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Steve Jobs had a 'beer test' he would use for interviewing people at Apple

Steve Jobs had a 'beer test' he would use for interviewing people at Apple

He wanted to get honest answers out of people and used beer to do it

Back in the days when the late Steve Jobs was running Apple if you'd have been applying for work there you might have ended up getting the 'beer test'.

Applicants are put through all sorts of tests by the people meant to be interviewing them so you can expect to be bombarded with questions, tripped up by hidden meanings or get stuck in a wobbly chair where if you didn't ask for a better place to sit it'd cost you.

Lots of bosses have their own little tests which they believe reveals character in an interview, and Steve Jobs was no different.

The late Apple boss wanted to break applicants out of a rote process of going through memorised answers and basically reading a list of responses off a script.

Instead he preferred to keep it as casual as his outfit of a turtleneck and pair of jeans and that's where the 'beer test' would come in.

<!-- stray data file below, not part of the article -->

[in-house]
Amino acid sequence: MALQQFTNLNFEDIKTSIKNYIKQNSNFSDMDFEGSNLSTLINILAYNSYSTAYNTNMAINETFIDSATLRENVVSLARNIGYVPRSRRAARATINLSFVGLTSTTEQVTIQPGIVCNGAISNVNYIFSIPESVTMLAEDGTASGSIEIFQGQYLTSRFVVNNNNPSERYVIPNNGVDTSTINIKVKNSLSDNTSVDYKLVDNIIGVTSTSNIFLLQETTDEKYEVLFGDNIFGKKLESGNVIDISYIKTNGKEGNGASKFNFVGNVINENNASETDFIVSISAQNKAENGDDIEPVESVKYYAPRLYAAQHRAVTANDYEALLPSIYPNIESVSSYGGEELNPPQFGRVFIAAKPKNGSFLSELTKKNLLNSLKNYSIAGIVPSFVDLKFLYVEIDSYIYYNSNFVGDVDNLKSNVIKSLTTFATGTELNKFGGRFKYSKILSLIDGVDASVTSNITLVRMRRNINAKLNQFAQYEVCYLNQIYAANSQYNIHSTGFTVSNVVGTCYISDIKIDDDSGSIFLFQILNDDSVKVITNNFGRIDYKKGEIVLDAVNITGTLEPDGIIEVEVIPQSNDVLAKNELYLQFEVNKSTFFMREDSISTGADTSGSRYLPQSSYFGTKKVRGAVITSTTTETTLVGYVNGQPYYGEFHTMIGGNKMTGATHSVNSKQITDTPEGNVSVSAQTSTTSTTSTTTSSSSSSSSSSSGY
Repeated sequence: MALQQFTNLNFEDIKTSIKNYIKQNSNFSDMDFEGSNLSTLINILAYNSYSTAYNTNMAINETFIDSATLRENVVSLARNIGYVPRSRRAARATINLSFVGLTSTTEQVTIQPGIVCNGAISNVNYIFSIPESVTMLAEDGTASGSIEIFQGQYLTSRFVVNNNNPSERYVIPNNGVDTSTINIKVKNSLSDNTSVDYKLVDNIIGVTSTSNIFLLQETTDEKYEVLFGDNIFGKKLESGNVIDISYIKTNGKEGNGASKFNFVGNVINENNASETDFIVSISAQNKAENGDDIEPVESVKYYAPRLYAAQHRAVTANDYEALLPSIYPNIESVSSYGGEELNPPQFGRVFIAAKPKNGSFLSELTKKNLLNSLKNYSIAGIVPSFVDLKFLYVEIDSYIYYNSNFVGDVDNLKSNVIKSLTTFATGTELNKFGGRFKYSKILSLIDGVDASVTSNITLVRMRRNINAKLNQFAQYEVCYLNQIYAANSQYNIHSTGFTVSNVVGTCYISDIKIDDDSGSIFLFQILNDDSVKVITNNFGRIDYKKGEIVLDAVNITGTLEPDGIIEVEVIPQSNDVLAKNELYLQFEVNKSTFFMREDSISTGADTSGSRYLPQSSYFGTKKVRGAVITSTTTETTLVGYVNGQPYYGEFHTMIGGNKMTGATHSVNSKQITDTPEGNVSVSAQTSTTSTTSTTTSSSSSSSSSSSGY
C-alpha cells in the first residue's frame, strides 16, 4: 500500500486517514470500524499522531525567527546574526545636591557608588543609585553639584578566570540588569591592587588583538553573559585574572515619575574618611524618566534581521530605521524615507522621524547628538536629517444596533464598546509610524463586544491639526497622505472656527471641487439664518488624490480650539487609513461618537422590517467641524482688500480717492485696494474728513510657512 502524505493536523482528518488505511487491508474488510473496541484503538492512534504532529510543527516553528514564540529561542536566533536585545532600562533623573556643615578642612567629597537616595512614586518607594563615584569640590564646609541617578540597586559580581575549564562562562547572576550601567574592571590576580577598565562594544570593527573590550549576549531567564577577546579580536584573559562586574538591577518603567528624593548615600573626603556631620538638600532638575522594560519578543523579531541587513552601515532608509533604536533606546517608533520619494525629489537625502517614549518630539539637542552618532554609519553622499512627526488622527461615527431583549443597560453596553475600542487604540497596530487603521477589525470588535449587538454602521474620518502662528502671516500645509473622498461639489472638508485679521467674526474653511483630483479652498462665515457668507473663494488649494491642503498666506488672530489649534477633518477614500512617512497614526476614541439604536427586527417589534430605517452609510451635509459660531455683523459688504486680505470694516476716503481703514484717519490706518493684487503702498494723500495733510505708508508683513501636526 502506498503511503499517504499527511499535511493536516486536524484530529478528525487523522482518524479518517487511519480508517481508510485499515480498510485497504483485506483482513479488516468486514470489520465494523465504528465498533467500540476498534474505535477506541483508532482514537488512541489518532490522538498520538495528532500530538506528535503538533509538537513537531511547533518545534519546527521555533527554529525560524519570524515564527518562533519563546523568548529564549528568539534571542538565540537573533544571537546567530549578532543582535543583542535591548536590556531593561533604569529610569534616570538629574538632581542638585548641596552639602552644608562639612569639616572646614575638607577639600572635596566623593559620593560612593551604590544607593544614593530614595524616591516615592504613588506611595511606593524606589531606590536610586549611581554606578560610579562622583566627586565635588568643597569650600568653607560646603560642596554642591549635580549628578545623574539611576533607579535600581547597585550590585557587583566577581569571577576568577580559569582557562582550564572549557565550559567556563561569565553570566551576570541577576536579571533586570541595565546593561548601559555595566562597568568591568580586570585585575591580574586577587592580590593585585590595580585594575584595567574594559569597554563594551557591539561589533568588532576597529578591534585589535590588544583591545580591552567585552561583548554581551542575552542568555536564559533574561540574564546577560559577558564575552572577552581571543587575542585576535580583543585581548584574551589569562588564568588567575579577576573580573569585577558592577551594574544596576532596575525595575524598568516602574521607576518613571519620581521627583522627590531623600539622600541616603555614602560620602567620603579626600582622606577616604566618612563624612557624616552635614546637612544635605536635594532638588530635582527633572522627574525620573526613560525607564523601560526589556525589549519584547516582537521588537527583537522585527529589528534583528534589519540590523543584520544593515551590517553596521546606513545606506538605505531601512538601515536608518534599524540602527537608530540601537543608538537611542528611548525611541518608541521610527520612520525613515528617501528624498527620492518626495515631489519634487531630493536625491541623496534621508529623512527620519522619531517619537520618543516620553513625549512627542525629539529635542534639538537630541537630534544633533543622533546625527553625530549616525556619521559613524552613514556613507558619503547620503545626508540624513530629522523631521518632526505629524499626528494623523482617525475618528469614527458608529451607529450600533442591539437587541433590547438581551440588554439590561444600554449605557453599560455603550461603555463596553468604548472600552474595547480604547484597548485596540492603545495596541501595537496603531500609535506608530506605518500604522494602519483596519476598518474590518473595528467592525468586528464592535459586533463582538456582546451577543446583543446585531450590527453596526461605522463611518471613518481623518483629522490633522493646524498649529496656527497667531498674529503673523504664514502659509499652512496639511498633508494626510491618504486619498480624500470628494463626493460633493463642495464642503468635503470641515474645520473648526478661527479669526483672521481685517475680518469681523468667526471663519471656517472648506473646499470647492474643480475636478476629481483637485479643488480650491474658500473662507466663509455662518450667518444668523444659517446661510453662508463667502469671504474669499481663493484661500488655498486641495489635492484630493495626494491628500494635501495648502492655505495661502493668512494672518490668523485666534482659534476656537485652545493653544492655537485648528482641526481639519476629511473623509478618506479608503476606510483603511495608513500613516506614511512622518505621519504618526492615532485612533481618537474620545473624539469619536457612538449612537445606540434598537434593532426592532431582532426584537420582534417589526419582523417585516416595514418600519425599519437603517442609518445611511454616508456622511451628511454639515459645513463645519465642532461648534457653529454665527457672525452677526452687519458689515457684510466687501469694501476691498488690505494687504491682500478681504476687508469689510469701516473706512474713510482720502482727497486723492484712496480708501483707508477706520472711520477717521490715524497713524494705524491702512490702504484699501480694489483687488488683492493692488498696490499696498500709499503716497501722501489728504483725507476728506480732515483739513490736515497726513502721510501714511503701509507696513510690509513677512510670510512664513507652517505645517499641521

Would you be honest in a job interview with someone like Steve Jobs, or would you need the 'beer test'?
Andreas Rentz/Getty Images

It's pretty simple, he took potential Apple employees for a walk and went for a beer with them so he could have a more relaxed conversation.

The idea was that taking them on this walk would help to loosen them up a bit, getting them to chat a bit more honestly – that’s if they weren’t too starstruck about having a beer with the literal CEO of Apple.

Jobs would reportedly ask them questions ranging from the weighty 'When was the last time you accomplished something?' to a simple, 'What did you do last summer?'

Almost sounds like a school homework assignment.

He didn’t exactly look for any right or wrong answers, he was just looking to get to know the candidate better.

Getting a beer with your boss? Maybe it'd land you the job.
Getty Stock Photo

After all, it’s fine having a colleague who knows everything they’re doing. But if they’re an absolute nightmare to work alongside it’s not worth it. We can all admit to relating to that.

Jobs’ aim in interviewing candidates was to find the very best of the best, the ‘A-Players’ as he regarded those of the highest class of their game.

He previously explained: “I found that when you get enough A-players together, when you go through the incredible job of finding these A-players, they really like working with each other.

“Because they’ve never had the chance to do it before.”

As for whether the 'beer test' actually worked, Apple seemed to do pretty well while Jobs was in charge.

Additional words by Jess Battison.

Featured Image Credit: Justin Sullivan/Getty Images/Getty Stock Photo

Topics: Apple, Business, Jobs